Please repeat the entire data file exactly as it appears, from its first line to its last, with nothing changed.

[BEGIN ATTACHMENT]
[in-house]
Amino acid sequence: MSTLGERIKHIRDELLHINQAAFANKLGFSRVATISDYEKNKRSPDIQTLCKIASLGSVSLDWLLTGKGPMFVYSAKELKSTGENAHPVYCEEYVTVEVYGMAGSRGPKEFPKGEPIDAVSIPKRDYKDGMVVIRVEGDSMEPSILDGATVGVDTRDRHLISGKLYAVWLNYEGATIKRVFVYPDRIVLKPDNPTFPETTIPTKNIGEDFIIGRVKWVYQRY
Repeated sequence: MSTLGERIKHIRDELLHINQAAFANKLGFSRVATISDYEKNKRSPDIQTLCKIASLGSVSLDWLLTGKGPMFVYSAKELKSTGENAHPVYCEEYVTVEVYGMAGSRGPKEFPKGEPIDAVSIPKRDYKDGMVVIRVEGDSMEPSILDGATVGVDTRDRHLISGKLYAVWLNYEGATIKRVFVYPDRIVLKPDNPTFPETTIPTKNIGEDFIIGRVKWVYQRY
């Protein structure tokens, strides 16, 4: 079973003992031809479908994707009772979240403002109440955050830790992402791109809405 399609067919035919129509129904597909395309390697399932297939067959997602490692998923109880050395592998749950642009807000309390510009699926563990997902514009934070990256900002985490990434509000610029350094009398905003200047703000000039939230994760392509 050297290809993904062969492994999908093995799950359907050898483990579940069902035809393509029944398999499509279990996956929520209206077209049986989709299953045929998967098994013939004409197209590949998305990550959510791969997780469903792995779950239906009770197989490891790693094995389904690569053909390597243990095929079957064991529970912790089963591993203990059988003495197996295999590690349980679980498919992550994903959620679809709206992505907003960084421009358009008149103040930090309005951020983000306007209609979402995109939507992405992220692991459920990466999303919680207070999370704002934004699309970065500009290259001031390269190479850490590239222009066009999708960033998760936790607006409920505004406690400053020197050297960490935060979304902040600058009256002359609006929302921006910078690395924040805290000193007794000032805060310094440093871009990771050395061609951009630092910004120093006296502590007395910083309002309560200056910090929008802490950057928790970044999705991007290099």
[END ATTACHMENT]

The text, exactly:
[in-house]
Amino acid sequence: MSTLGERIKHIRDELLHINQAAFANKLGFSRVATISDYEKNKRSPDIQTLCKIASLGSVSLDWLLTGKGPMFVYSAKELKSTGENAHPVYCEEYVTVEVYGMAGSRGPKEFPKGEPIDAVSIPKRDYKDGMVVIRVEGDSMEPSILDGATVGVDTRDRHLISGKLYAVWLNYEGATIKRVFVYPDRIVLKPDNPTFPETTIPTKNIGEDFIIGRVKWVYQRY
Repeated sequence: MSTLGERIKHIRDELLHINQAAFANKLGFSRVATISDYEKNKRSPDIQTLCKIASLGSVSLDWLLTGKGPMFVYSAKELKSTGENAHPVYCEEYVTVEVYGMAGSRGPKEFPKGEPIDAVSIPKRDYKDGMVVIRVEGDSMEPSILDGATVGVDTRDRHLISGKLYAVWLNYEGATIKRVFVYPDRIVLKPDNPTFPETTIPTKNIGEDFIIGRVKWVYQRY
């Protein structure tokens, strides 16, 4: 079973003992031809479908994707009772979240403002109440955050830790992402791109809405 399609067919035919129509129904597909395309390697399932297939067959997602490692998923109880050395592998749950642009807000309390510009699926563990997902514009934070990256900002985490990434509000610029350094009398905003200047703000000039939230994760392509 050297290809993904062969492994999908093995799950359907050898483990579940069902035809393509029944398999499509279990996956929520209206077209049986989709299953045929998967098994013939004409197209590949998305990550959510791969997780469903792995779950239906009770197989490891790693094995389904690569053909390597243990095929079957064991529970912790089963591993203990059988003495197996295999590690349980679980498919992550994903959620679809709206992505907003960084421009358009008149103040930090309005951020983000306007209609979402995109939507992405992220692991459920990466999303919680207070999370704002934004699309970065500009290259001031390269190479850490590239222009066009999708960033998760936790607006409920505004406690400053020197050297960490935060979304902040600058009256002359609006929302921006910078690395924040805290000193007794000032805060310094440093871009990771050395061609951009630092910004120093006296502590007395910083309002309560200056910090929008802490950057928790970044999705991007290099």